Friday, 14 September 2012

The Five Senses

“We live on the leash of our senses.”—Diane Ackerman (
“Common sense is that which judges the things given to it by the other senses.”—Leonardo da Vinci (

The sight of the sun winking at you from between rain clouds. The sound of birdsong after a long winter. The feel of sand between your toes on your first trip to the beach. Your first taste of rebellion. The smell of your partner.

Our senses influences how we experience the world, how we learn, love or regret. I personally tend to ignore them sometimes, choosing to delve into the challenges of everyday life while literally forgetting to stop and smell the roses. It’s gotten better now (I practically had to kick myself into watching the world around me) and day dreaming somewhere in nature has become one of my favourite down times.

If we take away one sense completely, do the others make any sense? An apple is red, yeah so? That doesn’t mean anything if I don’t know that the redder it is the better it tastes or smells or that it gets squishy after a while. If the weather man forecasts blue skies tomorrow, will it have an impact on me if I can’t feel the sun on my skin or hear the kids playing outside or taste the picnic spread?

I know people who claim to have the sixth sense and frankly it scares the pants off of me while at the same time intriguing me beyond what normal people consider healthy. My protagonist Anjeli in The Scarlet Omen is plagued by visions and spirits and everything else hair-raising. She struggles with it, wanting to be a normal teenager but knowing that that’s not going to happen anytime soon. It’s fun to read about characters with special powers and how they deal with it but I sometimes wonder if we need senses like that in real life. The people I know who “see” things personally don’t see the point to the gift either. Luckily, God knows that I’d freak out and live at the top of a coconut tree if I had the gift so He has spared me.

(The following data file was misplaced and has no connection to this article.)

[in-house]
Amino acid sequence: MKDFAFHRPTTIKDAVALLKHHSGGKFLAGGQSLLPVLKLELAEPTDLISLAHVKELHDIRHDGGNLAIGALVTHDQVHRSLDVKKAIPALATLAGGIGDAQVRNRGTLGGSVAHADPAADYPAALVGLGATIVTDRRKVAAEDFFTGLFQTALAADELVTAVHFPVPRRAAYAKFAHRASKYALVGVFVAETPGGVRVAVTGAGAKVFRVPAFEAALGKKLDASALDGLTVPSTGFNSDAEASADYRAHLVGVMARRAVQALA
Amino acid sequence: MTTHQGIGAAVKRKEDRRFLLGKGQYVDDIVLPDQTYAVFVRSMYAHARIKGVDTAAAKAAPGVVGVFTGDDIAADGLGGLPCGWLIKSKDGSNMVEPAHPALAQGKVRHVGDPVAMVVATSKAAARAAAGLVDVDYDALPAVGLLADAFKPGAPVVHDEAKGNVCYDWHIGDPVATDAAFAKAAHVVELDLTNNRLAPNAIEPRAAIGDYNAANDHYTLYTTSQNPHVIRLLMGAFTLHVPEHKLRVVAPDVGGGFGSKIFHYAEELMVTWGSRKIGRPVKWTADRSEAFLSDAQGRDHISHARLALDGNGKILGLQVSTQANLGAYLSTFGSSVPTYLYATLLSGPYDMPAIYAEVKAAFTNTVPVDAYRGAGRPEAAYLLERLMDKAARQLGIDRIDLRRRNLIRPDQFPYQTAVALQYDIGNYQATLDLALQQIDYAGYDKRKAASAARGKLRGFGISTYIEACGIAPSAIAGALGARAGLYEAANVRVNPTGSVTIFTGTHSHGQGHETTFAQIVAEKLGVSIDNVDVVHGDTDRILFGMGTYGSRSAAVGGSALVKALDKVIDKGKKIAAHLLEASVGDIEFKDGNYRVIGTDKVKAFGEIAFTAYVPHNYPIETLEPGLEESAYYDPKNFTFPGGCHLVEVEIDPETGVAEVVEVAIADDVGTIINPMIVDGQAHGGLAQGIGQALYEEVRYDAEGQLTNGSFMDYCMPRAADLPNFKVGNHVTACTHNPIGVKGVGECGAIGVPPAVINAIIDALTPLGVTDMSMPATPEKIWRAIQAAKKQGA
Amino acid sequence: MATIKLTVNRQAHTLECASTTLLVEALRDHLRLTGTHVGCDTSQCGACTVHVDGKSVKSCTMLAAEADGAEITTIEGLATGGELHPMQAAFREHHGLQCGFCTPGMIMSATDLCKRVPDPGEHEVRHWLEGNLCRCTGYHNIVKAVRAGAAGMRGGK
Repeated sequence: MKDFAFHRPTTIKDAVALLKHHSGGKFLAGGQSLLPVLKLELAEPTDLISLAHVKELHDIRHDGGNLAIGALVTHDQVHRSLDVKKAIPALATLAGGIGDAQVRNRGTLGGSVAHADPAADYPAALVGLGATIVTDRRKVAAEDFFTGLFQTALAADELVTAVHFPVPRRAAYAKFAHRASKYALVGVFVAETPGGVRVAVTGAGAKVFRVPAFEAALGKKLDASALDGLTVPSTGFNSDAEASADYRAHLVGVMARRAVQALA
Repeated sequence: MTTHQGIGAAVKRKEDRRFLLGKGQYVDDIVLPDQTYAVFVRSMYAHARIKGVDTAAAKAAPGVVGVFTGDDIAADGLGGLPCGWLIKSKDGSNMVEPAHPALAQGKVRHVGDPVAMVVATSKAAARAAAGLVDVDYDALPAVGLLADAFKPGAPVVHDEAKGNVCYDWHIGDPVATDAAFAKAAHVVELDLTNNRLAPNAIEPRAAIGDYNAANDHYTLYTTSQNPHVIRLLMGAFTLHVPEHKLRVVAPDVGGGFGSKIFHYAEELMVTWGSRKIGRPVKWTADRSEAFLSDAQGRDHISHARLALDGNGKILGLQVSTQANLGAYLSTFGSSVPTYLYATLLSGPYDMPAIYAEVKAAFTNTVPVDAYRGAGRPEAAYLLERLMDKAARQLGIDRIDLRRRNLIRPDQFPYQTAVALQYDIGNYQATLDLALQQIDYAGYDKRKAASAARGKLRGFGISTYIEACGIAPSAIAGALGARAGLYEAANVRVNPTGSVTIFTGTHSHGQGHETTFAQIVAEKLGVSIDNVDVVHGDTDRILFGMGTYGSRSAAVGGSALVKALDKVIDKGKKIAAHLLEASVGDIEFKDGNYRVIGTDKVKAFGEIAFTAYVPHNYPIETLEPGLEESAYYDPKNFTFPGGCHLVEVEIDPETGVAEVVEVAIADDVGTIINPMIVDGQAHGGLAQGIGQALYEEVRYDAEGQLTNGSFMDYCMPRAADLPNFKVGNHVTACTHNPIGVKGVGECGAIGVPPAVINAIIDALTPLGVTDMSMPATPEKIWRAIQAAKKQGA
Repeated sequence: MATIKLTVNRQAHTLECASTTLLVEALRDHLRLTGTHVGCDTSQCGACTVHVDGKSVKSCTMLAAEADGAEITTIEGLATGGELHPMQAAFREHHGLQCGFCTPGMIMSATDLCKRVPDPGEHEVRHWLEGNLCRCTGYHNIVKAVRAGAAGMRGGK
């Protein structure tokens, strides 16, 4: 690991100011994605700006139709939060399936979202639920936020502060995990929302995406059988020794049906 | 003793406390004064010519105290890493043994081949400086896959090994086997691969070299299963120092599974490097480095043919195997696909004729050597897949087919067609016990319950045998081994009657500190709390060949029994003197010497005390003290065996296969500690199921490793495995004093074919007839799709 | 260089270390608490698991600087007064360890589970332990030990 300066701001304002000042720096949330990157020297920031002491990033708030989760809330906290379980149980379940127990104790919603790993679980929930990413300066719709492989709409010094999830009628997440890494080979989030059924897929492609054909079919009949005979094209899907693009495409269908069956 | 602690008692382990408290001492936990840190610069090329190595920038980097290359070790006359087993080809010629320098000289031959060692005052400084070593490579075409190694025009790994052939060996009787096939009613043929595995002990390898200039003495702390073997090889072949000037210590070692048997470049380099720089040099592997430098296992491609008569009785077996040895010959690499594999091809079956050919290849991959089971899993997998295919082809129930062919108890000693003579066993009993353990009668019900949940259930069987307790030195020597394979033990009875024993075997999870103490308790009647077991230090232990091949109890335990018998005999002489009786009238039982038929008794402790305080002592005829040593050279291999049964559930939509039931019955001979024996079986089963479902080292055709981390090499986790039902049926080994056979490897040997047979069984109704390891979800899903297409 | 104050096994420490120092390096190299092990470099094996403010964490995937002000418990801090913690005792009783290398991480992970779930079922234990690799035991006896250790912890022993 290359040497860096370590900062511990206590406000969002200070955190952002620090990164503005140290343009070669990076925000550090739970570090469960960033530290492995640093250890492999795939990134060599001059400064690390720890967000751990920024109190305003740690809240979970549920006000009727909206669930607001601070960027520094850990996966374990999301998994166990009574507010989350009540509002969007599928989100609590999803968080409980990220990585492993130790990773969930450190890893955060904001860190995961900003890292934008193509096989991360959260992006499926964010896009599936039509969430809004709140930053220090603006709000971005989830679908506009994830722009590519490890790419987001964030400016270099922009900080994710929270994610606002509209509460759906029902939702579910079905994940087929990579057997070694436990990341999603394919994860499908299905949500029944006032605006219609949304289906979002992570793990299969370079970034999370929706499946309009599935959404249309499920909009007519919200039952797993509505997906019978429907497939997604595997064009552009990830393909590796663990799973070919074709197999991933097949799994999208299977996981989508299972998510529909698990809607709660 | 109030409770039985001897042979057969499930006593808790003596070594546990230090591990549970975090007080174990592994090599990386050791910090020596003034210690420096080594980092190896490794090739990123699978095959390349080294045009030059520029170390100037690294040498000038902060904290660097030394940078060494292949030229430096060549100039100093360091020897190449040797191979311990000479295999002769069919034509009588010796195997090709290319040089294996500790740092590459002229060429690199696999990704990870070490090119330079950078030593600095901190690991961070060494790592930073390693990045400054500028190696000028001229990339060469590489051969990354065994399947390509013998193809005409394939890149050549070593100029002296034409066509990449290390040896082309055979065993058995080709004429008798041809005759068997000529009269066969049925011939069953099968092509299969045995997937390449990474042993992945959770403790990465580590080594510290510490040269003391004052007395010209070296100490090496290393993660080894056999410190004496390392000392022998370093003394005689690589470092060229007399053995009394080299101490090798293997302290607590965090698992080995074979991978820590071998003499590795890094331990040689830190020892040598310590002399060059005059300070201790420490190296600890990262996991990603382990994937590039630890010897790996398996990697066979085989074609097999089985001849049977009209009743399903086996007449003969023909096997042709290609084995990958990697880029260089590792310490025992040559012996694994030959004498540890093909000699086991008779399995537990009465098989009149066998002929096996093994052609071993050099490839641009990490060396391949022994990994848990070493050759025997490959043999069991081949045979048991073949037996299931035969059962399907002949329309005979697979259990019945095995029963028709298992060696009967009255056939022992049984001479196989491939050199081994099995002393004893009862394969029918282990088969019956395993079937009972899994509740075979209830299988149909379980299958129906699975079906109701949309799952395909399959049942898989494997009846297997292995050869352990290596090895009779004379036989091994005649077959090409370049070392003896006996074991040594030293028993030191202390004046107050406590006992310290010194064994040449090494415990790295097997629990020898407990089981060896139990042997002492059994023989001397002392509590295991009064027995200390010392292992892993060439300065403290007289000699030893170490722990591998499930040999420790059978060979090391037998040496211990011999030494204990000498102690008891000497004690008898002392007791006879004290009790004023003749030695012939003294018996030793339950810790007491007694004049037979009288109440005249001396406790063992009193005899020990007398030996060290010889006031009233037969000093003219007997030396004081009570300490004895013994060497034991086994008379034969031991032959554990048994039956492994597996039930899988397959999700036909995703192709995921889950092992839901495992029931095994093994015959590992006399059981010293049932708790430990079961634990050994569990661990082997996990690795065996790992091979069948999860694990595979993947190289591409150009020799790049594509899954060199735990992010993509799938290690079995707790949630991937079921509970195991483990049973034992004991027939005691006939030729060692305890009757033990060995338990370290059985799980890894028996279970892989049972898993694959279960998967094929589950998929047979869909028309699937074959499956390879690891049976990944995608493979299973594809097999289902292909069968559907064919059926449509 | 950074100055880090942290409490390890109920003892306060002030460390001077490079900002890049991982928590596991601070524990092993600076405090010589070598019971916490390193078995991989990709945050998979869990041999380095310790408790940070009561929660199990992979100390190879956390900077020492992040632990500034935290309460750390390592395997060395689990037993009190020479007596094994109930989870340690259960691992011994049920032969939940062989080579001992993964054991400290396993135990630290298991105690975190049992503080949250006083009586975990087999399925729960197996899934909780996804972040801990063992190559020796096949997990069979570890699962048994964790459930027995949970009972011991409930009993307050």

So what are the implications for authors? We all know that readers don’t like being told but shown (I can’t tell you how many books I’ve sent flying at the wall which tried to convince me of the millionth shade of brown rock!). Stories need to sound magical or readers might as well pull out their encyclopedias and get to it. It’s hard work, but I’ve read a few books that have mastered it and I must say...the enchantment that unfolds is so worth the trouble.

“It is the writer’s job to show us what his characters are like, not by what he says about them, or what they say about one another, but by their actions...telling...makes a text read more like a synopsis than a work of art.”—Noah Lukeman, The First Five Pages

My first novel, The Scarlet Omen plays mainly in a parallel world called The Valley of the Hornbills. As you can imagine, nature practically smothers my readers from left, right and centre. Can you imagine reading or writing a book like that without making use of your five senses? I’d have died of boredom in the middle of writing it! *Cause of death: lack of sensory stimulation and a whole lot of bull.

So let’s take the time and actually put some thought into how we perceive the world. It might get a little overwhelming at times, but it’s a whole lot better than inhaling a Snickers bar without even knowing there’re peanuts in it. As for The Scarlet Omen and my medley of the senses, I’ll leave you to be the judge of that. All you need is a good sense of humour, a not so sound mind and a taste for magic. Cheers!

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